Ukrainian officials consider the lack of U.S. support a particular slight. Some frame the conflict as an existential one for the West. And they smart at the sales made to other, decidedly less democratic states. Others feel Washington had effectively promised to arm Kiev by saying it would help Ukraine “build a capable army,” as senior State Department official Victoria Nuland put it in the spring, but then left it in the lurch. Igor Smeshko, head of Ukrainian military intelligence, complained at a conference on Wednesday that U.S. and European officials had urged Kiev to hold off airstrikes when the first Russian armored columns crossed the border in the summer, then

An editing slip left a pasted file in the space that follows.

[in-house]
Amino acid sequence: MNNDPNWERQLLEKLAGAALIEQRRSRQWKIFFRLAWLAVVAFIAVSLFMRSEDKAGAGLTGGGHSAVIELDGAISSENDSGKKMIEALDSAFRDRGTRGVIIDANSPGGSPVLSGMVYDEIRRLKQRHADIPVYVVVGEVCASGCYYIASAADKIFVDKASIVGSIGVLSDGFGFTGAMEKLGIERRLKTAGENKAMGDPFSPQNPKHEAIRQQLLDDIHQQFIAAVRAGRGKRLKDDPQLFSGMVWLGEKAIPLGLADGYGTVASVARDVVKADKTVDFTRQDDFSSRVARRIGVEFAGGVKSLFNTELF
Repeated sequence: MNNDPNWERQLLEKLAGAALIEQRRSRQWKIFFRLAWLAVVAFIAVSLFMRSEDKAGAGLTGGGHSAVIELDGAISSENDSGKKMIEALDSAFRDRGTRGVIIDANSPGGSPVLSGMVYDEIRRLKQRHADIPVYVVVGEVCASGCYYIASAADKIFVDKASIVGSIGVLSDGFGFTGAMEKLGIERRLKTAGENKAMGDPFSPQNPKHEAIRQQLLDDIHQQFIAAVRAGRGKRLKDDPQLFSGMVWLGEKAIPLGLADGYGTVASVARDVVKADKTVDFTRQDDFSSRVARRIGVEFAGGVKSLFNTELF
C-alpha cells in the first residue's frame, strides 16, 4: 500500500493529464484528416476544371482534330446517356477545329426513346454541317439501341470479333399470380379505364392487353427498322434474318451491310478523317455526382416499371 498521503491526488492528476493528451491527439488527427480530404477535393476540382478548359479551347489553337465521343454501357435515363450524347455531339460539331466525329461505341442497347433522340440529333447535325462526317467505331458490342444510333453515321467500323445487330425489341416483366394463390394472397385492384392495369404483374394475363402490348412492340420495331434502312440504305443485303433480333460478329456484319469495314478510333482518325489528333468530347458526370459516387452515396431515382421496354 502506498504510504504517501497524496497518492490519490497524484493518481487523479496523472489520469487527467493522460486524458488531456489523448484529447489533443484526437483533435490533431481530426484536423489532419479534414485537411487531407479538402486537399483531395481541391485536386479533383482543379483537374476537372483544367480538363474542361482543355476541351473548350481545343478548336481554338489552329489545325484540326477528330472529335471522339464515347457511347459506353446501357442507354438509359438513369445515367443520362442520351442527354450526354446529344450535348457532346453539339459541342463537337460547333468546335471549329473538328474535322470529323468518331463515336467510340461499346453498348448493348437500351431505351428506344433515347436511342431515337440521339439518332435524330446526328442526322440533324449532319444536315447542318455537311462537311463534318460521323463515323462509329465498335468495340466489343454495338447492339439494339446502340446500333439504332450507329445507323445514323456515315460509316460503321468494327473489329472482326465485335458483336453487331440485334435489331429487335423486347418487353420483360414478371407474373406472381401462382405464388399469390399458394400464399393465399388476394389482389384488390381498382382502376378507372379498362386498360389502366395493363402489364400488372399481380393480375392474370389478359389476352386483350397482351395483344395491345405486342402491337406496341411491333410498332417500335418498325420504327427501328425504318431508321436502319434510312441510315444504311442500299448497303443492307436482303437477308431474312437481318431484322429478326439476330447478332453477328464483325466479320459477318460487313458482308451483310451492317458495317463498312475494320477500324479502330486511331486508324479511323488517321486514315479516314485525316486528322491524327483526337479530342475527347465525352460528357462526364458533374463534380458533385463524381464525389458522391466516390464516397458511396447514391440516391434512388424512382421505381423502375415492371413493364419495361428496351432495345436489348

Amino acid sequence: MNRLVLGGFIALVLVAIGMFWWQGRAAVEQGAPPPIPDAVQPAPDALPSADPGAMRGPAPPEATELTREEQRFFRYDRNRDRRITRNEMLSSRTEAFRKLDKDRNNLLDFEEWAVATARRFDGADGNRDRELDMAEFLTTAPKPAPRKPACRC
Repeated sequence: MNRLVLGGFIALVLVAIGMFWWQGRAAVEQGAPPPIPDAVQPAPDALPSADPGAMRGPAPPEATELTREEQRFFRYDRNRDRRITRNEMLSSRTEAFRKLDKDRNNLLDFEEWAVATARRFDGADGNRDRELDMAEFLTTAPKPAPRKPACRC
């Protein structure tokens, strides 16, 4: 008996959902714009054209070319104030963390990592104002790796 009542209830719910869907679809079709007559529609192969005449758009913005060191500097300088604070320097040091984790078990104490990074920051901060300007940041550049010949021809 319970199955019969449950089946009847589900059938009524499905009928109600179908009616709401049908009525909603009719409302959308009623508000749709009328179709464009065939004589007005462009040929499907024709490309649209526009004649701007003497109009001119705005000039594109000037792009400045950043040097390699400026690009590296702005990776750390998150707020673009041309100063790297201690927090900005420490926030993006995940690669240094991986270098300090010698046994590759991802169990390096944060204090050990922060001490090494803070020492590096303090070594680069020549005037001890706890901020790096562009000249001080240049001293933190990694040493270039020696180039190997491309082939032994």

“The West made us lose this war,” a Ukrainian official involved in discussions with the U.S. told BuzzFeed News recently, speaking on condition of anonymity. “They promised they would help our army, and then they stabbed us in the back,” he added, weeping slightly and tapping his fist on the table.
What does arrive — there is particular hope for Javelin anti-tank weapons — won’t be enough to turn the tide. The Ukrainian army is so ragtag and so incompetently run that providing it with sophisticated equipment requiring lengthy training would be useless. Nor has it exactly covered itself in glory in recent weeks, when troops have shot at foreign observers, probably shelled civilian areas, and deployed cluster munitions and incendiary bombs.
But supporters of a Senate bill aimed at arming Ukraine hope that American weapons could at least steam a potential advance.